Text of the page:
LTE micro networks, which are particularly suited for industrial needs, are gradually finding their way from pilot projects to production. The technology provides the industrial sector with new kinds of opportunities, excellent availability and a high level of information security.
An LTE micro network means bringing mobile phone technology to individual sites, such as an industrial facility or a mine, in the form of compact base stations. The end result is a local private network that is not part of the public mobile phone network.
In practice, the technology offers connectivity anywhere and particularly in places where it would be impossible to achieve otherwise. A good example of such places are mines, where data transfer has traditionally been a problem.
“One such application could be, for example, the vibration measurement of a rotating paper machine roll, which must be carried out using a wireless method,” says Etteplan’s Technology Director Jaakko Ala-Paavola.
According to Ala-Paavola, LTE micro networks are a major step forward, as it has previously not been possible to install a base station at an individual plant – at least not at a reasonable cost.
An LTE micro network is ideal for locations that, for some reason, require large data transfer capacity, a short data transfer delay and a dependable connection.
A micro network also stands out from the perspective of information security. When a data communications back-end system can be implemented on site, data never actually has to leave the plant. If the user so wishes, the internet can be excluded entirely from the process.
The technology also makes it possible to switch the terminal devices from the private network to the public network and back, which is a valuable advantage. So, if the application site happens to be moving, it can switch to using the public network as it leaves the coverage area of its dedicated network.
In terms of their architecture, LTE micro networks are an evolutionary step on a path that will eventually lead to 5G technology. In other words, an LTE micro network system can later be transformed into a fully-fledged 5G system by simply updating its radio interface.
Pioneering a brand new technology
LTE micro networks are an entirely concept, and the technology has only recently entered into the market. This does not mean, however, that Etteplan cannot be considered an expert in the technology.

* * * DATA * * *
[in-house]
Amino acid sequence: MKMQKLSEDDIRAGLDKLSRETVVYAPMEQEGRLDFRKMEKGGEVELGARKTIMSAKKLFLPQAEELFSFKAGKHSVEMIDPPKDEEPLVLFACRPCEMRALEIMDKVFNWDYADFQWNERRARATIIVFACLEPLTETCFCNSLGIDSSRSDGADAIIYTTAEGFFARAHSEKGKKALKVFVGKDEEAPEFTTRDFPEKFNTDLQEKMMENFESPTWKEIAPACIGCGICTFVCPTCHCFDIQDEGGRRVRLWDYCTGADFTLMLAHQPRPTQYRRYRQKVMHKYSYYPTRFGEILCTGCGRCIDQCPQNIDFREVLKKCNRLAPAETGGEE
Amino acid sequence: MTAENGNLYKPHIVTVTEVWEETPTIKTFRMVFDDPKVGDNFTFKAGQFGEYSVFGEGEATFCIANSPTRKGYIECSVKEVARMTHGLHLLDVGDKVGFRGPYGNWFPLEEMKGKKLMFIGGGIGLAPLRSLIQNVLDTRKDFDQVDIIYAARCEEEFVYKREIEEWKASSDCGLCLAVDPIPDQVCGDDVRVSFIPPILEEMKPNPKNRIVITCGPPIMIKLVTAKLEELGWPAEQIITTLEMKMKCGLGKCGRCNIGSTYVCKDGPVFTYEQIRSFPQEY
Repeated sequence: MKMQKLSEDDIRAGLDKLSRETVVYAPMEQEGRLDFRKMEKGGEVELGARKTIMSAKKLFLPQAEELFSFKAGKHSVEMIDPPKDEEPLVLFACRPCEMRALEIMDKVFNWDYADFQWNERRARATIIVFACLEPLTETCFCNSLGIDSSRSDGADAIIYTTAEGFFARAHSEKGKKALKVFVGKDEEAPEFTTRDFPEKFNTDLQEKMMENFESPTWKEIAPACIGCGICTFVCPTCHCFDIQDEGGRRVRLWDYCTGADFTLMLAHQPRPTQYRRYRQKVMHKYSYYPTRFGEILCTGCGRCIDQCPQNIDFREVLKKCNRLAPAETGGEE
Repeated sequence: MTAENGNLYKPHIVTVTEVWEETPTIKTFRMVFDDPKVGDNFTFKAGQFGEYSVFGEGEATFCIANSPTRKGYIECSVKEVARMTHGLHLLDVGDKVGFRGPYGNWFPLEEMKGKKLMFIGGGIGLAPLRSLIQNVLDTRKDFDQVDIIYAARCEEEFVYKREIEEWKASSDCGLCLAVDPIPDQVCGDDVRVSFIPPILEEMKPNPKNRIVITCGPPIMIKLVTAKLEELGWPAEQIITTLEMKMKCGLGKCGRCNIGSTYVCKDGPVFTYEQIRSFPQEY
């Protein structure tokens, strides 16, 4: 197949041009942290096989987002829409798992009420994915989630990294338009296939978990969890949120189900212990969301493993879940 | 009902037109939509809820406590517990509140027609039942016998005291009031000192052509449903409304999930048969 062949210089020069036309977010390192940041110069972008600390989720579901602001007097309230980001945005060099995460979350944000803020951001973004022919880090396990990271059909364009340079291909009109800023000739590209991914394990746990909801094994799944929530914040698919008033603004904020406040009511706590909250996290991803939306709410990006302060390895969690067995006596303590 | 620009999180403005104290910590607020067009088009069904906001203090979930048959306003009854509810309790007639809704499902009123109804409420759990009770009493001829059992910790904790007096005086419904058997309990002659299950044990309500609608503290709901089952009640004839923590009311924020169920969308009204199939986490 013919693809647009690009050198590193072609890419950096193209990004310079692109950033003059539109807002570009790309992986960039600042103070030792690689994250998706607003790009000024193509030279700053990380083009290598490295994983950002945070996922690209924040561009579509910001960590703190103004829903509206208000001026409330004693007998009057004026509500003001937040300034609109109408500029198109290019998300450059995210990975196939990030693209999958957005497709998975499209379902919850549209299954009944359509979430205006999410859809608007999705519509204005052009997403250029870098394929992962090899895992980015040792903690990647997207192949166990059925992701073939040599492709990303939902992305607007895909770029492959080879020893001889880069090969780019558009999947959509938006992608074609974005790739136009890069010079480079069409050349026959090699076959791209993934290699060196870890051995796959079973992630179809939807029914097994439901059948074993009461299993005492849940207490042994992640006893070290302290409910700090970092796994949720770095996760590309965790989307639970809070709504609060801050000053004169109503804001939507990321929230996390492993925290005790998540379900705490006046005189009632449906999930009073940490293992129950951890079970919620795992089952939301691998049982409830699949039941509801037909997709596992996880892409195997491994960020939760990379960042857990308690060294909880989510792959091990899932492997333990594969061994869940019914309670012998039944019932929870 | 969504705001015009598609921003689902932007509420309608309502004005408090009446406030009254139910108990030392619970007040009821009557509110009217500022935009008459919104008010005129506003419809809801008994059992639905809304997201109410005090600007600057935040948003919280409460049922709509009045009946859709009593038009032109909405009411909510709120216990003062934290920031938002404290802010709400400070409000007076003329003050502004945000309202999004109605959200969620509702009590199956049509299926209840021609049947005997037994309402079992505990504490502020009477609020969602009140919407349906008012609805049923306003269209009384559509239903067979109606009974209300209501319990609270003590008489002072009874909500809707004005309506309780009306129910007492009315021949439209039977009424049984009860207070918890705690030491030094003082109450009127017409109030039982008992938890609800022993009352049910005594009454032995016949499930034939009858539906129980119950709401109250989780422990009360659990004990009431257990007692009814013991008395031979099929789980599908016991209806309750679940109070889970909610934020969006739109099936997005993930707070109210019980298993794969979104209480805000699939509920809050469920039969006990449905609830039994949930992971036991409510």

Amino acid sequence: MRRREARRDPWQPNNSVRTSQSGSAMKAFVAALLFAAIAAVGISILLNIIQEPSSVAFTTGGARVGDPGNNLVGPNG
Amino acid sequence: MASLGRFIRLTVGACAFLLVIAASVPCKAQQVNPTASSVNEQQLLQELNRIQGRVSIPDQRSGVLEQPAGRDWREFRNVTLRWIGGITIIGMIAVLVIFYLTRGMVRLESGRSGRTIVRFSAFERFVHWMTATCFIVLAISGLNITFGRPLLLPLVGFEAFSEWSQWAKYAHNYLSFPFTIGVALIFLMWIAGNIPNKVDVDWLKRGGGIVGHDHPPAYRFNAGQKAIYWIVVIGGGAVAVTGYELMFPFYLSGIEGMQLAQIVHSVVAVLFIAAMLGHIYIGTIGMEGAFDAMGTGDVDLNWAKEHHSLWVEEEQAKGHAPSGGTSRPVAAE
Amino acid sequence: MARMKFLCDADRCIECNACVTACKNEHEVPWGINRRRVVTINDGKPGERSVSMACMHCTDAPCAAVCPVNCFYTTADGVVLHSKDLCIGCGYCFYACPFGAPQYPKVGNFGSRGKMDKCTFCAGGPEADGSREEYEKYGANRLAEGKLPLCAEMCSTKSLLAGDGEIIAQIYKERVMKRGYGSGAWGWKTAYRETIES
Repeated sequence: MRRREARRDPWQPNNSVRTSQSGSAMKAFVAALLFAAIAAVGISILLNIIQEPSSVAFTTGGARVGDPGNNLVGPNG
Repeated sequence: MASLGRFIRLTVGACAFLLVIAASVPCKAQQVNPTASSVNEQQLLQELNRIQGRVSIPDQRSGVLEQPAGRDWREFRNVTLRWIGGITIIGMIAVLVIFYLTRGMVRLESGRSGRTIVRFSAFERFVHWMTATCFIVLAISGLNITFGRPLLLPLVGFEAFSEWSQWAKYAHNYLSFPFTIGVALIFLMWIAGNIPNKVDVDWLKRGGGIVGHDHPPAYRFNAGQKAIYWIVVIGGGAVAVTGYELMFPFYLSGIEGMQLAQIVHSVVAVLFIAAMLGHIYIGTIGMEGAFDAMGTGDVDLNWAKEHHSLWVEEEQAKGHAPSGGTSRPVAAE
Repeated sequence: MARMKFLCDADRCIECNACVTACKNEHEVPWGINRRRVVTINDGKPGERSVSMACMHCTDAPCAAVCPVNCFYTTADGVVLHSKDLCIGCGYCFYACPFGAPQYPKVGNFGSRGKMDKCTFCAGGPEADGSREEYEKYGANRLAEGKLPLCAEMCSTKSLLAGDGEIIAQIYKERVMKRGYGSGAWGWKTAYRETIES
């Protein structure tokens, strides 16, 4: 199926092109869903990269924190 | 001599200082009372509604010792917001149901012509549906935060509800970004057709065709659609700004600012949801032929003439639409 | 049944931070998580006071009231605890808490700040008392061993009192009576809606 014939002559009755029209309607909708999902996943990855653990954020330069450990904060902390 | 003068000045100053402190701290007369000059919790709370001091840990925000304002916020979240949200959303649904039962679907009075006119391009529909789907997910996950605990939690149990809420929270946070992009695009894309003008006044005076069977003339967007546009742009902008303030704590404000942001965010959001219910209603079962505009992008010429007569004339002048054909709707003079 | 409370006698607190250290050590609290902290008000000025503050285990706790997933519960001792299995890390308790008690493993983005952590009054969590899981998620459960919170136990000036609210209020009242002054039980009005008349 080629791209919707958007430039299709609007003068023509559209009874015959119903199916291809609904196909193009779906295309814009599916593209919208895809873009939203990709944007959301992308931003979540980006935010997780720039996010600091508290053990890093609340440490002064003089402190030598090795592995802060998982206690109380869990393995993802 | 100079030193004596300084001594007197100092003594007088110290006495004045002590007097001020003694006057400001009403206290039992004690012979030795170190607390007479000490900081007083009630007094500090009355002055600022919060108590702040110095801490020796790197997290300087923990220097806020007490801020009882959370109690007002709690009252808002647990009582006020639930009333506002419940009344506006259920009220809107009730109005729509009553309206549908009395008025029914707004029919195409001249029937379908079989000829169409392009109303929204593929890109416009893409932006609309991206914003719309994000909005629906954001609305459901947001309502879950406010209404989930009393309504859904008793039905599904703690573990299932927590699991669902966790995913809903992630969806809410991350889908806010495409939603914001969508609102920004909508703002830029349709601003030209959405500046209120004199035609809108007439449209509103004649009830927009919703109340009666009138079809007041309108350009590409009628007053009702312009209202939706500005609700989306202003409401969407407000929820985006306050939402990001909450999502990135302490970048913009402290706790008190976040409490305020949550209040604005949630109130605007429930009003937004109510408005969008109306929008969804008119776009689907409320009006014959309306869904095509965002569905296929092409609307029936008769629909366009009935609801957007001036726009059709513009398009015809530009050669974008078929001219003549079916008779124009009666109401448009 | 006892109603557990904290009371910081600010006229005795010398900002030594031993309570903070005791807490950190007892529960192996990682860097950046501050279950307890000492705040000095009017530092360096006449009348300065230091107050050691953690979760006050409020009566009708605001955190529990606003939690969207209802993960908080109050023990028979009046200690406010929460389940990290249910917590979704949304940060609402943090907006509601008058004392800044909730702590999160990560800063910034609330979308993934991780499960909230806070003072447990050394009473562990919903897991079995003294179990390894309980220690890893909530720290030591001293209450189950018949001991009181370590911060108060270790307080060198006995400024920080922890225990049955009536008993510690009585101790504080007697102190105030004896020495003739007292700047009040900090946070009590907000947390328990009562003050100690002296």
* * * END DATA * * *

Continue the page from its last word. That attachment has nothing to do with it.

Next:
“We have collaborated closely with Nokia, the leading developer of the technology,” says Ala-Paavola. “In addition, we have had an LTE micro network base station in R&D use in Finland for about a year.”
According to Ala-Paavola, Nokia has been active and located its product development and pilot in Finland, a pioneer in the field. This spring, Nokia, which has so far been focussing on pilot projects, has taken the LTE micro networks to production use.
“Only time will tell to what extent the LTE micro networks will be utilised in the industrial sector. However, we at Etteplan firmly believe that industrial operators will eventually find the micro networks. So indisputable are the benefits they offer and so numerous are their potential applications.”
In Finland, Nokia sells LTE micro network solutions as a turnkey service directly to end users. However, as radio frequencies are licensed, the service provider needs to have a partner operator with a radio licence in each country to be able to offer the service. In Finland, Nokia’s partner is Ukkoverkot.
Etteplan is strongly involved: we are a close partner, integrator, solution provider and device developer.
As the concept is so new and equally unknown to all players, we are currently focussing on presenting to our customers the various potential applications and the host of benefits that the LTE micro networks can offer in each of them.